and people would accept wind farms more. I'm all in favour of renewable energy,
but putting wind turbines this close is just too much.
Love them or loathe them,
wind turbines look set to become an increasing feature of our landscape,
as the race to meet Britain's renewable targets gains pace.
What also seems certain is that the controversy
surrounding wind power will continue to rage,
especially as a minority cash in, while the rest of us pay the price.
Next week, we'll be investigating controversial plans
to connect these wind farms to the Grid, using hundreds of new pylons,
something you can also hear about
on Radio 4's Costing The Earth, this Wednesday night at 9pm.
'Later in the programme, I'll be learning how to speak Fen...'
-Seeing you ain't found no proper Lincolnshire stuff charn.
'..Ellie's got some feeding to do...'
-They don't like when you get in the way of breakfast.
-No, quite. Who does?
'..and Adam's looking for a dry-stone-walling champion.'
It's looking really smart.
I've got money riding on you that's looking pretty impressive.
'Plus, if you want to find out what the weather's up to,
'then we've got the Countryfile forecast for the week ahead.'
The waters of the Lincolnshire Wash flow along a man-made landscape
reclaimed from the sea over the centuries.
Katie's been to find out who's putting this new land to use.
These rich, coastal flats are in the heart of
Lincolnshire's farming country - prime land for cultivating crops.
But there's something a little different about these farmers.
This may look like a farm. It produces food like a farm.
But actually...it's a prison.
It's one of a handful of our open prisons.
For the men working here, it's an opportunity -
the first chance many of them will have had, in decades, to start over.
North Sea Camp has over 350 inmates.
It's also home to 791 sheep and 151 pigs,
all looked after by the prisoners.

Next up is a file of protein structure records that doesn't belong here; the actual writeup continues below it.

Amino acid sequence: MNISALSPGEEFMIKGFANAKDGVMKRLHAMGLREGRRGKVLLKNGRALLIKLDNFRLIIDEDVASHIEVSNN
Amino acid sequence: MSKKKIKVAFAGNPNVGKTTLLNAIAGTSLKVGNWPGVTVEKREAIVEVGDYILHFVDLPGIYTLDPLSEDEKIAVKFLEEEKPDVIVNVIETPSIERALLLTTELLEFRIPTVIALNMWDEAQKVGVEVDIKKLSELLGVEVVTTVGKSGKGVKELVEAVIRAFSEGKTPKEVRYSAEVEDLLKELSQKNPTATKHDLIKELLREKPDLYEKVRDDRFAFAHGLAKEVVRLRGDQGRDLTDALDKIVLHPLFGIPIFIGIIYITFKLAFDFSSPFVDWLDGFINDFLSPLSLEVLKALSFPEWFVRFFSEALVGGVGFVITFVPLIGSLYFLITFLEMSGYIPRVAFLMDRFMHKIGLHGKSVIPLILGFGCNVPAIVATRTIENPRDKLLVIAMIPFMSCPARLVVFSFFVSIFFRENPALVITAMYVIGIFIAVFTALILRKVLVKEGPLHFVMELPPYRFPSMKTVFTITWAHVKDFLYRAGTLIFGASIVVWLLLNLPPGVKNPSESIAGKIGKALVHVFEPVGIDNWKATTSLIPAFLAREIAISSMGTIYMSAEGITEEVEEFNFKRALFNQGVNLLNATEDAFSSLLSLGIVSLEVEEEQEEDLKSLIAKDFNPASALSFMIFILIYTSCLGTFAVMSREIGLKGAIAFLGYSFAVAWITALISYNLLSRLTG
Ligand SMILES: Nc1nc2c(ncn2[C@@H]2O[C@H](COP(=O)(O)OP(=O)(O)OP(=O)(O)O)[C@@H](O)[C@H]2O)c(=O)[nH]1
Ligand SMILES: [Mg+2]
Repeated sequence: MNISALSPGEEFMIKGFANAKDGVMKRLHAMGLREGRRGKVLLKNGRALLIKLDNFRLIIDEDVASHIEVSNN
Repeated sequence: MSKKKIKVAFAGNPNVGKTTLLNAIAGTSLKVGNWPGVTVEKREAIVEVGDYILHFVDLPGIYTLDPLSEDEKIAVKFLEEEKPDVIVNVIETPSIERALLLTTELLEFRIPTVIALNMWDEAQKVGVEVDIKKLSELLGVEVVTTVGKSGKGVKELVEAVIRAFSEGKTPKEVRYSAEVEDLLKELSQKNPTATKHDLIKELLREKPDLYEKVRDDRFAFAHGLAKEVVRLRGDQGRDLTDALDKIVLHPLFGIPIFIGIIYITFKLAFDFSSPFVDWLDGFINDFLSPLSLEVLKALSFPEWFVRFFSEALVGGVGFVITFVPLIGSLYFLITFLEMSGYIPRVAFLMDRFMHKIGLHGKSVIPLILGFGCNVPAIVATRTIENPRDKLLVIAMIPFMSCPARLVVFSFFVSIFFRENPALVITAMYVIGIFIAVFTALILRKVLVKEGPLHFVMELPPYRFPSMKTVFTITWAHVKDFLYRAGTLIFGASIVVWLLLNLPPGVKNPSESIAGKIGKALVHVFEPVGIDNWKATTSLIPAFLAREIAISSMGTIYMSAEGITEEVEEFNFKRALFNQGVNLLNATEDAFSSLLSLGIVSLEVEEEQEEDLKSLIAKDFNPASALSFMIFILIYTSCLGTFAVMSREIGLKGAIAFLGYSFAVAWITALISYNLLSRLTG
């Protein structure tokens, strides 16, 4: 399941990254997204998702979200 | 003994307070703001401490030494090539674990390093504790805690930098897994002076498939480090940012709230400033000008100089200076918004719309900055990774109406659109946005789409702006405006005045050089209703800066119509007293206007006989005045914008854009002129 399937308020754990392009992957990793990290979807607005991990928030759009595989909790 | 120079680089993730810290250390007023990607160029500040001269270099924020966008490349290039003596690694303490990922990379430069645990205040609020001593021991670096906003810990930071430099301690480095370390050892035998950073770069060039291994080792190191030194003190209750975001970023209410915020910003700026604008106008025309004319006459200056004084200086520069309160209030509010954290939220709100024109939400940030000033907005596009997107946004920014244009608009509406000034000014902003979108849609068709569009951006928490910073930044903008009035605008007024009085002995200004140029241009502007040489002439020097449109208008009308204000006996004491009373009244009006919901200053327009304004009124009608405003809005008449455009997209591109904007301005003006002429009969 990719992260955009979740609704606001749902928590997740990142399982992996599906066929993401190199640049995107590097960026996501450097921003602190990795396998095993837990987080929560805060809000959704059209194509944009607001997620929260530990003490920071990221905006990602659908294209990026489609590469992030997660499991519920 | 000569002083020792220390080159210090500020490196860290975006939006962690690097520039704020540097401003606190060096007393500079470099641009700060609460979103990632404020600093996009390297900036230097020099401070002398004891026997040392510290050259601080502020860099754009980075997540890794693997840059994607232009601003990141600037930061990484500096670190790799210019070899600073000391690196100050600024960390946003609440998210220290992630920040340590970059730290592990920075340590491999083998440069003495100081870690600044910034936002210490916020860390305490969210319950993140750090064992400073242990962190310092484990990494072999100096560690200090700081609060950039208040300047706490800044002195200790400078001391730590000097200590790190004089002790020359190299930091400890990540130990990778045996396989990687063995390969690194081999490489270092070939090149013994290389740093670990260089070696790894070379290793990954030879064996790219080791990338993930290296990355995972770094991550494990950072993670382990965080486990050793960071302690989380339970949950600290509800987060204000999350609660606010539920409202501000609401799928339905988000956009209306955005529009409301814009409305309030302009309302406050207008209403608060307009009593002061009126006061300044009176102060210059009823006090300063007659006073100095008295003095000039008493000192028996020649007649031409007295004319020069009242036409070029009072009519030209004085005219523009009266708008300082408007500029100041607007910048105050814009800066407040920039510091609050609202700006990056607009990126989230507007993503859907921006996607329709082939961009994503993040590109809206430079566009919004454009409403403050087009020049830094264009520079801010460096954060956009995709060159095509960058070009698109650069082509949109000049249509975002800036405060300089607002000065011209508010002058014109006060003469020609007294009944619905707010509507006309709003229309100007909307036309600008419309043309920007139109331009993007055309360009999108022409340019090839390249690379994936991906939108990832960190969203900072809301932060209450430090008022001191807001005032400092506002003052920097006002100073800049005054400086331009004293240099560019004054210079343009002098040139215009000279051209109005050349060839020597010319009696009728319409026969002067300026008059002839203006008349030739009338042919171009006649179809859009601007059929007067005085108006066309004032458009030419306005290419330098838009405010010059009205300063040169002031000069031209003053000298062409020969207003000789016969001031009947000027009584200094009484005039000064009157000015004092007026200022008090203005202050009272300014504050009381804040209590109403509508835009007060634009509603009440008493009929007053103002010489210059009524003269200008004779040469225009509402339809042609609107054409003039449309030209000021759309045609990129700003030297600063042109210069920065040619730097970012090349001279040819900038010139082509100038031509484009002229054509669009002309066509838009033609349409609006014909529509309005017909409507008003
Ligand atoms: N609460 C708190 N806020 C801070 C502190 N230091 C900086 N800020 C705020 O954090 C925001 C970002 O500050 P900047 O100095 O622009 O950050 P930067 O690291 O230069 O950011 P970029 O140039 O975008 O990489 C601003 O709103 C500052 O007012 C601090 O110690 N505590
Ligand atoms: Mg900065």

And they take pride in their animals here.
-What are you doing here?
We're just getting these pigs ready to show.
'Dan's been here six months, after spending eight months in a closed prison.'
-Anywhere in particular?
-Anywhere you like!
-Are they quite friendly?
-They're OK. This bites!
But not all the pigs here get this special treatment.
The destination for most is a prison kitchens.
What you eat at breakfast...
-..Is what we rear on the farm.
-The majority of it.
-What's that like?
Well, it's all right, I suppose!
Was it strange coming from somewhere where all your minutes
and hours were accounted for, to coming here?
Definitely, because you've got to think for yourself here.
Before, they're telling you what to do, when to get up, when to go to bed, sort of thing.
But here, as long as you toe the line, it's a good job.
-Do you think you'll keep pigs when you get out?
-I'm thinking about having a couple, yeah.
-I've got a 14-year-old daughter, so the chances of having a pig, rearing it...
-She'd love that.
-Until it's time to eat him!
-Do you think she'd get on with that?
Open prisons like this are made to test if inmates are ready for release.
Every day, 80 or so are allowed out to work in the local community
and on the odd family visit.
The rest work here in prison.
The success that hard graft like this can have has been witnessed
over the years by the prison's farm manager, Bob Betts.
Do you really think that this work will help these men in the future?
It does, a lot of them. It gives them a sense of worth,
and when they go outside, some will go into farming.
You've got this land, you're producing pigs and sheep
and hen's eggs and all sorts of things,
-is this commercially viable?